There are many basic chess moves you'll need to learn
before you can master the game. Of course, not all chess pieces behave the same on the board; each one is moving in a different way.
Some chess pieces move only one space at a time, others
can move many spaces and cover the entire length of the
board in one move. Ok., let's start at the top...
The King (denoted by K) can move only one square at a time, horizontally, vertically or diagonally.
For example, considering an empty board, a King on e4 (we write Ke4 in chess notation) may move to e3,e5, d4, f4, d3, f3, d5, f5.
While the King is the highest ranking chess piece, the moves it can make are extremely limited
The Queen (denoted by Q) can also move in all directions, namely horizontally, vertically or diagonally, but any number of squares.
This increased mobility makes the Queen the most valuable amongst the pieces.
Consequently, a Queen located at d4 (we write Qd4) may move to all 7 squares on the d file, all 7 squares on the fourth rank, all 7 squares on the 'a1-h8' diagonal and all 6 squares on the 'b7-g1' diagonal, a mere total of 27 possible moves.
The Rook (denoted by R) is capable of moving only along files and ranks, again any number of squares.
The Rook is the next most valuable piece after the Queen.
So a Rook placed on b5 (we write Rb5) may move to all 7 squares on the b file and all 7 squares on the fifth rank.
The Bishop (denoted by B) can only move along diagonals, any number of squares.
So, the Bishops are always moving on squares of the same colour.
A Bishop moving on white squares is called a 'light-squared bishop', as opposed to the 'dark-squared bishop', which moves on black squares.
The Bishop is about the same as valuable as a Knight, may be slightly more.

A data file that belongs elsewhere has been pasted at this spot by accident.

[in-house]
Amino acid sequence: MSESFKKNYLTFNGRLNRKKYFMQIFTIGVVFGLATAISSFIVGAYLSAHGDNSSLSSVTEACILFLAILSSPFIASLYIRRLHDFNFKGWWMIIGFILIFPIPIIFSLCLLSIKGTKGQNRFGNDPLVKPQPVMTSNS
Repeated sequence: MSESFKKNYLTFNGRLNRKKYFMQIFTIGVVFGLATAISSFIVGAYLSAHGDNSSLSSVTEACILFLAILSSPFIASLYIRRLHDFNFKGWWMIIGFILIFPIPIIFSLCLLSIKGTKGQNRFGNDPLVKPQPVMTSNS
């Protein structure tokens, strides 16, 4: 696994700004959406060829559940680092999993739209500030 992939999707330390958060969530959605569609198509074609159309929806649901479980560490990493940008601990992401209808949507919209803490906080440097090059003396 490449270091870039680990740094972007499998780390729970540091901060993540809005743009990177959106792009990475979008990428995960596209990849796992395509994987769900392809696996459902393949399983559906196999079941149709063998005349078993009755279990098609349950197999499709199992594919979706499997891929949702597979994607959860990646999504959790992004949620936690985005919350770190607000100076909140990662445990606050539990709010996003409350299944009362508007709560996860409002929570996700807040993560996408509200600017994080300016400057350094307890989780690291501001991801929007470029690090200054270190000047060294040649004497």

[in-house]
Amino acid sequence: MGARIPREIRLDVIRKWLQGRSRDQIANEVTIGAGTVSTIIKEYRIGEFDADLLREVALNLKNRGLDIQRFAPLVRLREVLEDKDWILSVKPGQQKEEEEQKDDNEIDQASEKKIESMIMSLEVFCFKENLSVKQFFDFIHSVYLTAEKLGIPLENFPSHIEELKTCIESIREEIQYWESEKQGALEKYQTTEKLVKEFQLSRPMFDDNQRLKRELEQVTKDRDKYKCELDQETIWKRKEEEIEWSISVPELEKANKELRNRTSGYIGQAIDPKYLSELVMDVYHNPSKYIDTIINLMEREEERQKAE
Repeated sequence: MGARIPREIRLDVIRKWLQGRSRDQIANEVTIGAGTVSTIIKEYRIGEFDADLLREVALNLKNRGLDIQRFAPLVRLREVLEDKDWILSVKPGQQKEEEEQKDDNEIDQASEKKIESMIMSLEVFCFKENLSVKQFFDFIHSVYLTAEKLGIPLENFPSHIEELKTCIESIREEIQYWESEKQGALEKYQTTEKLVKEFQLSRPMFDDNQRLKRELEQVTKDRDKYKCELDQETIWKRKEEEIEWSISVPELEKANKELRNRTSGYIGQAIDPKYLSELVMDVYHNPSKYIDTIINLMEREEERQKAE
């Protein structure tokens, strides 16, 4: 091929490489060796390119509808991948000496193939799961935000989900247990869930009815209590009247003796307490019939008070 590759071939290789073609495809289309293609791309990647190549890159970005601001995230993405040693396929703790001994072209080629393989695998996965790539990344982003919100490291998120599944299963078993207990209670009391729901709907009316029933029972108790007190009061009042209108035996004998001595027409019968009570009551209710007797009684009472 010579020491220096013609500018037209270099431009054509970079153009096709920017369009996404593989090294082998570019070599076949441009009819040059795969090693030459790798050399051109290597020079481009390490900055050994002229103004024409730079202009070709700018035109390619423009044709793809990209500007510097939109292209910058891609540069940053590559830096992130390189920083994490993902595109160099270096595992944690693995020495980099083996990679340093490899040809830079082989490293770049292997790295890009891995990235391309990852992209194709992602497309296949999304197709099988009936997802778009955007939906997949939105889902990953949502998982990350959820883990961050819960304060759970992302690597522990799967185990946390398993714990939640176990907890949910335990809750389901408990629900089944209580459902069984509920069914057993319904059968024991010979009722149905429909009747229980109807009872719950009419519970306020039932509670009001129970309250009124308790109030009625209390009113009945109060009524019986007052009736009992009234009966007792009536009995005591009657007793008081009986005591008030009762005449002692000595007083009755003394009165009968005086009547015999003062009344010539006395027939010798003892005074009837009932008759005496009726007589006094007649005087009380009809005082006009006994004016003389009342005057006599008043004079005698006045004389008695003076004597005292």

The Knight (denoted by N) has an awkward way to move : its move forms an 'L' in any direction, namely it moves two squares horizontally and one vertically or vice versa.
Thus, a Knight on d7 (Nd7) may move to b8, b6, c5, e5, f6 or f8.
Finally, the Pawn (denoted by P) is moving in the simplest way, since it can only move one square forward (ie. across the file and towards the opponent).
However, when the pawn is on its initial position, it may move two squares forward as well.
For example a white pawn on e3 (Pe3 or simply e3) may only move to e4; a black pawn on e3 (Pe3 or simply e3) may only move to e2; but a white pawn on d2 (Pd2 or simply d2) may move either to d3 or d4.
Pawns have less value in comparison to the other pieces.
The pieces' ability to move in certain squares determines their value.
The Queen, having the maximum flexibility, is worth 9 units. The Rook, coming next, is worth 5 units. The Bishop and the Knight both equal to 3 units, while a Pawn is only worth 1 unit.
These arithmetic values assigned to the pieces provide a general idea of the material balance on the board. In practice, one should consider other factors too; for example, a badly placed, pathetic Rook may be of less value than a centralized, powerful Knight.
To read the next article in this series, An
Introduction To Chess Sets, click here...